911 calls reveal drama of bear attack on Boy Scout leader

Paramedics finally made the rescue and flew Christopher Petronino to Morristown Medical Center.


CBS New York

ROCKAWAY TOWNSHIP, N.J. -- A New Jersey Boy Scout leader is recovering Monday after being dragged into a cave by an angry bear, CBS New York reports.

Scout leader Christopher Petronino, 50, was with three young Scouts when the bear attacked Sunday at Split Rock Reservoir in Rockaway Township in Morris County.

The emergency radio calls went out shortly after noon.

"We have a gentleman in the cave with the bear -- he has been injured by the bear," a dispatcher says. "He is bleeding from his neck, his arm and his head."

Authorities said Petronino was showing the Scouts a bear cave when a black bear suddenly grabbed his foot and pulled him inside then started biting him across his body.

The three Scouts with him, ages 10 to 12, stayed calm and dialed 911 immediately, but the boys couldn't pinpoint their specific location while on the phone with dispatchers.

"They have also started a fire, possibly for a smoke signal," said the dispatcher.

The Scouts even put food by the cave to try to lure the bear out, but that didn't work. The bear stayed in the cave with Petronino for a substantial amount of time abefore it eventually walked out and ran off.

Emergency crews tracked down the group an hour and 20 minutes after the initial 911 call and had some challenges along the way.

"PD is requesting more manpower at the location with the victim. Apparently they're up on like a rock ledge, they're gonna need assistance getting him down," the dispatcher said.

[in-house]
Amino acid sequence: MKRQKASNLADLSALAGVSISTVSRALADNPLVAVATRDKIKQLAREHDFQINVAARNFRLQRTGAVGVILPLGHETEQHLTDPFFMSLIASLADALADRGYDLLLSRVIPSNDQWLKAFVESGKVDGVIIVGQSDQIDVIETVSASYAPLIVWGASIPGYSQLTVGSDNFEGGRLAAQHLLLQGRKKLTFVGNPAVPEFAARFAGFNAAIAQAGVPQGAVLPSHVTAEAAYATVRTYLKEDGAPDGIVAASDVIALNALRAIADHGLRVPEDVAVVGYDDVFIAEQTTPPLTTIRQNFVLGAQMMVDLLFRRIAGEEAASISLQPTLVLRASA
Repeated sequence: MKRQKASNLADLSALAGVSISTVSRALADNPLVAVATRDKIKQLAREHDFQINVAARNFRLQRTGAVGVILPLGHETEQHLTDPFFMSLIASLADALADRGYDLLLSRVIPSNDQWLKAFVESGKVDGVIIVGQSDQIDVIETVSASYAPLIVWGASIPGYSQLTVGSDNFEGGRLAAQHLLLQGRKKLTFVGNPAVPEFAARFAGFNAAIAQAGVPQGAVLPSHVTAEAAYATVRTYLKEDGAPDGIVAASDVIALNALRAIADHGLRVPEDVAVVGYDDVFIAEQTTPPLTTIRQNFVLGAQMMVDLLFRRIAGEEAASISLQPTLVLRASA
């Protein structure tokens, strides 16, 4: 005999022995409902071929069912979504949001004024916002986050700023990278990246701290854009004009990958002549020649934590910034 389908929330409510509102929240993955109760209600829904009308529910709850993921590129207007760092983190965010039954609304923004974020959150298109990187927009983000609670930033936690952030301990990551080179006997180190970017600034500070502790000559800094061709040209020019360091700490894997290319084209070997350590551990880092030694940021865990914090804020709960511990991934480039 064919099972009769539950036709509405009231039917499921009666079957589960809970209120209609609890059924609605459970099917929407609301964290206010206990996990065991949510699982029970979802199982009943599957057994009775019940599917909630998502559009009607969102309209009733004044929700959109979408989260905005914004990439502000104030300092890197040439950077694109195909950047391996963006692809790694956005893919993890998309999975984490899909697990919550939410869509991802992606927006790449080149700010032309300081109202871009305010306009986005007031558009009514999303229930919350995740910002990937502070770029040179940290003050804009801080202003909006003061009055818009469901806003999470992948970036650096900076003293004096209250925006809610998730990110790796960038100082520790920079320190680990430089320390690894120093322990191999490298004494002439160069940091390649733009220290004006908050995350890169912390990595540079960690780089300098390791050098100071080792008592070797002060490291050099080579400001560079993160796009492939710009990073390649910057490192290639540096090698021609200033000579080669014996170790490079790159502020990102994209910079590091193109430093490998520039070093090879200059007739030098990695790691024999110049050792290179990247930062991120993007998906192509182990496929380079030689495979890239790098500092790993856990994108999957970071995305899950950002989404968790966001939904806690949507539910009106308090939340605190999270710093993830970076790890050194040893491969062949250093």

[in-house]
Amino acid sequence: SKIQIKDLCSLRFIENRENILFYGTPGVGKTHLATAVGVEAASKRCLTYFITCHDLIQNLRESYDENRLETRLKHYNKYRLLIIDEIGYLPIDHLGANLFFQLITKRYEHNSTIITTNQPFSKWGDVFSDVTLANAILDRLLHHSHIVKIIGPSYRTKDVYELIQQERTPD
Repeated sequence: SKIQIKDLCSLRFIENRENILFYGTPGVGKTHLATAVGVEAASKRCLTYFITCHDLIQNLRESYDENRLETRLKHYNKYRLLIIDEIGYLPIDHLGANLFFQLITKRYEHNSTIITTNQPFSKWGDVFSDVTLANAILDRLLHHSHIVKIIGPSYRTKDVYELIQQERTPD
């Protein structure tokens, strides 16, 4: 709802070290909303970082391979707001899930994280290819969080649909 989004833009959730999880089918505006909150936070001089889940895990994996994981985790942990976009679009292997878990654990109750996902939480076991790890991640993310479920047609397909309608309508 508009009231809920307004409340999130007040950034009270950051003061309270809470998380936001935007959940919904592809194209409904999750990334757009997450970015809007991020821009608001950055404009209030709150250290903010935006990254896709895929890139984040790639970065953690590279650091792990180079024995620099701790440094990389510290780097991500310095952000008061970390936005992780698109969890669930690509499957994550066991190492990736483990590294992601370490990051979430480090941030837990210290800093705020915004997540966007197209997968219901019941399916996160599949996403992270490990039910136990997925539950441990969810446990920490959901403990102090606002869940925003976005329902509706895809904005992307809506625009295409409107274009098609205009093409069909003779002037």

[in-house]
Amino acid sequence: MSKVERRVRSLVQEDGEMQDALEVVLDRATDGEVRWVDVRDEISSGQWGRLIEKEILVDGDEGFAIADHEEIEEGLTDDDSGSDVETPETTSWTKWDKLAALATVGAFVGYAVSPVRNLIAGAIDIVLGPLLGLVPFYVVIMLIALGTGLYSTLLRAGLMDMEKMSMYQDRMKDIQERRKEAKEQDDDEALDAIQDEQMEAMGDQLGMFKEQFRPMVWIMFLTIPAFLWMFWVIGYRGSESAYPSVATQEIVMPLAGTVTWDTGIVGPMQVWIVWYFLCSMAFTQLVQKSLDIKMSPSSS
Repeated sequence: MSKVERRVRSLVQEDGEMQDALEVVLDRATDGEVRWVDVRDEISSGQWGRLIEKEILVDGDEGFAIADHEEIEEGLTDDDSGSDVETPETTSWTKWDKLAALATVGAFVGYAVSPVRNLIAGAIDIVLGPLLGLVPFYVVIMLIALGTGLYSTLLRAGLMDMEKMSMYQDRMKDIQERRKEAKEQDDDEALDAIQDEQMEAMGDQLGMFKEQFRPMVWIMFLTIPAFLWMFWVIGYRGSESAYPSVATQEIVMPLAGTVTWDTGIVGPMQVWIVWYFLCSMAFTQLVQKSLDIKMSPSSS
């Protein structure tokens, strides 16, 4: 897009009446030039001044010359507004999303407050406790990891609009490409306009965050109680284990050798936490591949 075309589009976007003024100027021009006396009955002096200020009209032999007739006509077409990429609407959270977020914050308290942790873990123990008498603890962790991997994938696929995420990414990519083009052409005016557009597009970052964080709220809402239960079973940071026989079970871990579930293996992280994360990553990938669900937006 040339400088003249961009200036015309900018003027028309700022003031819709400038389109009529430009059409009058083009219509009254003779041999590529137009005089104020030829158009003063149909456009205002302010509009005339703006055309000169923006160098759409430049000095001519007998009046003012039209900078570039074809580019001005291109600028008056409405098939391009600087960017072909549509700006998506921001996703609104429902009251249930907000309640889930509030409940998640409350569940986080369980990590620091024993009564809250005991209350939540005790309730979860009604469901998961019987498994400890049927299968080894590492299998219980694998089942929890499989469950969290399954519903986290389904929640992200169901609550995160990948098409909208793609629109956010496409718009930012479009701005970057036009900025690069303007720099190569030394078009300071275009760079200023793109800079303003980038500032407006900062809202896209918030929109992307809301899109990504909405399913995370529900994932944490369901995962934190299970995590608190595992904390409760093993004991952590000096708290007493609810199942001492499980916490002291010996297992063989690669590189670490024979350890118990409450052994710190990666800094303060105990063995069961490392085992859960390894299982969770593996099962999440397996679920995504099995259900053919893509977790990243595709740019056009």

Paramedics finally made the rescue and flew Petronino to Morristown Medical Center.

Black bears are common in the area and people who live nearby say they see them frequently, but tell CBS2 they've never seen one get aggressive with a human.

"They don't bother us, we don't bother them," resident Dave Oakes said.

But with black bears now found in every county in New Jersey, Oakes questioned why anyone would go into a cave this time of year.

"If you see a cave and you should think twice maybe before going in there," Oakes said. "You realize that they could be a bear in there and the last thing you want to do is poke your nose into a cave where there's a bear trying to hibernate."

It's not clear what prompted the attack, which is under investigation by the state's Environmental Protection Department. The New Jersey Division of Fish and Wildlife said in a statement that the bear may have been trying to hibernate in the cave.

The attack comes less than 24 hours after the end of New Jersey's annual state-mandated bear hunt, which was extended an additional four days this year.